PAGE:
‘The colour of this kitchen is inspired by a blend of heather, bracken and the mountains of the Isle of Skye,’ says the brochure.
‘Oh, sweet Lord,’ I think. ‘I just want a kitchen.’
Five months into the renovation and my fondest wish is simply for it all to be over before Christmas. But for that to happen I must stop browsing endless catalogues making preposterous claims about MDF units evoking the magic of the Isle of Skye and order a kitchen from the only place that doesn’t threaten to bankrupt me.
I end up in a trade joinery centre where the gamekeeper has a mate, and the keeper stands behind this mate as the mate works up a quote on his screen, and all the while the keeper is saying, in his soft West Country accent that is, disconcertingly, both friendly and sinister at the same time: ‘I want to see that come down a bit or I won’t be happy.’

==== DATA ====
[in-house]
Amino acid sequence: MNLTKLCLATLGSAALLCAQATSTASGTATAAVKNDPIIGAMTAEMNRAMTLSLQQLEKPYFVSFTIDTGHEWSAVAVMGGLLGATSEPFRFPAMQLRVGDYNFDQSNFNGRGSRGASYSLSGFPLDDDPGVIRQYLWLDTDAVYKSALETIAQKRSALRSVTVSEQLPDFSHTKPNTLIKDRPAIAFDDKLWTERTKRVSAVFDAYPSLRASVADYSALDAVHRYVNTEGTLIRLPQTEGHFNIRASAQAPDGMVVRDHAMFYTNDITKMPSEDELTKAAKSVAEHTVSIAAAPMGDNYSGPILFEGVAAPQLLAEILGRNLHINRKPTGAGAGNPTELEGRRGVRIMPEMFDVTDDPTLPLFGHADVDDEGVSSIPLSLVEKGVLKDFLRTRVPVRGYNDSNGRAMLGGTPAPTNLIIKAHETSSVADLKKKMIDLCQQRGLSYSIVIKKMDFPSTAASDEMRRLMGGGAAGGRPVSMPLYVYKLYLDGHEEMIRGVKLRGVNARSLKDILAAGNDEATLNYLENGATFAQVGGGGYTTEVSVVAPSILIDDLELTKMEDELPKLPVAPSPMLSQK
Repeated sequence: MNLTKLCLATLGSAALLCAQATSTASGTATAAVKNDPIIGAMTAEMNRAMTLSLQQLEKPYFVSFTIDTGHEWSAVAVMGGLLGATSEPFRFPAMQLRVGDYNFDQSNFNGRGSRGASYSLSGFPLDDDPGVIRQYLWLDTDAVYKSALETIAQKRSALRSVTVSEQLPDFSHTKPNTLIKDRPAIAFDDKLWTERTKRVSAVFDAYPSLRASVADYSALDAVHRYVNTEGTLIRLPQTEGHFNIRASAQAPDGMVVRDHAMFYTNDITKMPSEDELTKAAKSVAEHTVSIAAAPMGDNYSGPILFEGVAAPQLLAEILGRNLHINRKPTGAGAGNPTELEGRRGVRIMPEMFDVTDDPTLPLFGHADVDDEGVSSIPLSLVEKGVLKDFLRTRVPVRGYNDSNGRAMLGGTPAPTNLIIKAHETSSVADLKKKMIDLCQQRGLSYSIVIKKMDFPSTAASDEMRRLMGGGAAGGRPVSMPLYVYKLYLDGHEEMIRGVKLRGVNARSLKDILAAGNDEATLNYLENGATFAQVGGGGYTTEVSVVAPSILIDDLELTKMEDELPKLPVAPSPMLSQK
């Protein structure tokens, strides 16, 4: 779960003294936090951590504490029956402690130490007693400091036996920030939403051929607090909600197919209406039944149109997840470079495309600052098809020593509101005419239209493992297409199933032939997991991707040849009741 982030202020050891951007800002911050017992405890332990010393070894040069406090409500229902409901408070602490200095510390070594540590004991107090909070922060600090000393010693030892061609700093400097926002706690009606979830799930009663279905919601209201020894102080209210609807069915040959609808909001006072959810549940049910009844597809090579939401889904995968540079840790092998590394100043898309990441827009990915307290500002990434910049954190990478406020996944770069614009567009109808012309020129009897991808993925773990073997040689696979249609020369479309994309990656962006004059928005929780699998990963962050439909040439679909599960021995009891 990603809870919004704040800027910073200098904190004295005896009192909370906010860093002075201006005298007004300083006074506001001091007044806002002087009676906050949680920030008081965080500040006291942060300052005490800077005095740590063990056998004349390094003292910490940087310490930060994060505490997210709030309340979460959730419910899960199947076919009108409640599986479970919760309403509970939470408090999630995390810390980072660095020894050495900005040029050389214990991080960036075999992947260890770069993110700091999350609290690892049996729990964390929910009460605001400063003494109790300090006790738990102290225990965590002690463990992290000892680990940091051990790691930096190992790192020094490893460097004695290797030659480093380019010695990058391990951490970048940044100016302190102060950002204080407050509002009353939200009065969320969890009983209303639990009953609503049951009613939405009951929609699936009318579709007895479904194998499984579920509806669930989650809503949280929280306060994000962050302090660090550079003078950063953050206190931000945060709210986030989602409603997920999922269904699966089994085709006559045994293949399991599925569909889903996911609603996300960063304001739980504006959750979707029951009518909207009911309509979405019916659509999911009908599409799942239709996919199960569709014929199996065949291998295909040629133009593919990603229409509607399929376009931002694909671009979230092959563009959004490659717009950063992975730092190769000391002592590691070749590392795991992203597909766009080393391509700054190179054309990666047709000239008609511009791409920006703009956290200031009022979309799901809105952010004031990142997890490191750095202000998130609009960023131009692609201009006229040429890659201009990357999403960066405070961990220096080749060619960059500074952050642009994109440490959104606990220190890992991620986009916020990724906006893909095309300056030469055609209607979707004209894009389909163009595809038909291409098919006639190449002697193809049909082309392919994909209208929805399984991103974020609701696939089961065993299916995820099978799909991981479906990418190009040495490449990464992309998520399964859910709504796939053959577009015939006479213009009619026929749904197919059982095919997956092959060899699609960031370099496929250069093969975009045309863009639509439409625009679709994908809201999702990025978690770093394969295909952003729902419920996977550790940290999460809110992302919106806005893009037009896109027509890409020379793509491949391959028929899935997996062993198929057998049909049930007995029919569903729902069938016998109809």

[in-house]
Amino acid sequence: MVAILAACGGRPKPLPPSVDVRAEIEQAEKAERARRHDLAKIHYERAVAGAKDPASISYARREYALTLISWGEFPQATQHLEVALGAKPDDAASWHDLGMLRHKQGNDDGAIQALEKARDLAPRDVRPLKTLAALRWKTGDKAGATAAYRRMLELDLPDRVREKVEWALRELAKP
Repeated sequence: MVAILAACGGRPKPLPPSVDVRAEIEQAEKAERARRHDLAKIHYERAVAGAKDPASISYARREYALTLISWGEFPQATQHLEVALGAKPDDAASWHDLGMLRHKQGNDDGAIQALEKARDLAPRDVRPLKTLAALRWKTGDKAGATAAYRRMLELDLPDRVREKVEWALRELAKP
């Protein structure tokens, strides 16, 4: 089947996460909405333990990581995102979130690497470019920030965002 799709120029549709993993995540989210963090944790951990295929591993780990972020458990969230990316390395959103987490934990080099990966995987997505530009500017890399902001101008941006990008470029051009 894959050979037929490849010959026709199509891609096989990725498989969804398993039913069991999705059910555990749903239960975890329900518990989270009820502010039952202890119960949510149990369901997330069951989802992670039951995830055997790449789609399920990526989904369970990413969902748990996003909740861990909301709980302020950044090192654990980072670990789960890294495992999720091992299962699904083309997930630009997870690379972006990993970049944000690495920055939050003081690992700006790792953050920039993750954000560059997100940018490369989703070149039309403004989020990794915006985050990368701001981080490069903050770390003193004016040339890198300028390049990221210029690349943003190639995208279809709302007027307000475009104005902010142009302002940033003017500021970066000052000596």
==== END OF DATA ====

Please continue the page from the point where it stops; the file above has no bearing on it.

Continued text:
And by the time the quote does come down to what passes for very reasonable, I am convinced the kitchen guy is worried that if he doesn’t quote me happy, the keeper will get his gun out of the Defender (fine, so he hasn’t brought the gun in the Defender because you can’t leave a gun in a car unattended, but you know what I mean, the gun is somewhere).
I say nothing. I am delighted. I have gone from being quoted up to £6,000 by a range of stores, including one that I discover has been featured on Rip-off Britain, to securing a quote of £3k, even if this is by threatening to shoot the kitchen supply centre manager. After just half an hour of deliberating over slabs of fake granite named after districts of east London, and sample cupboard doors the colour of Scottish islands, I am the proud owner of some chipboard carcases and laminate slate-effect worktops.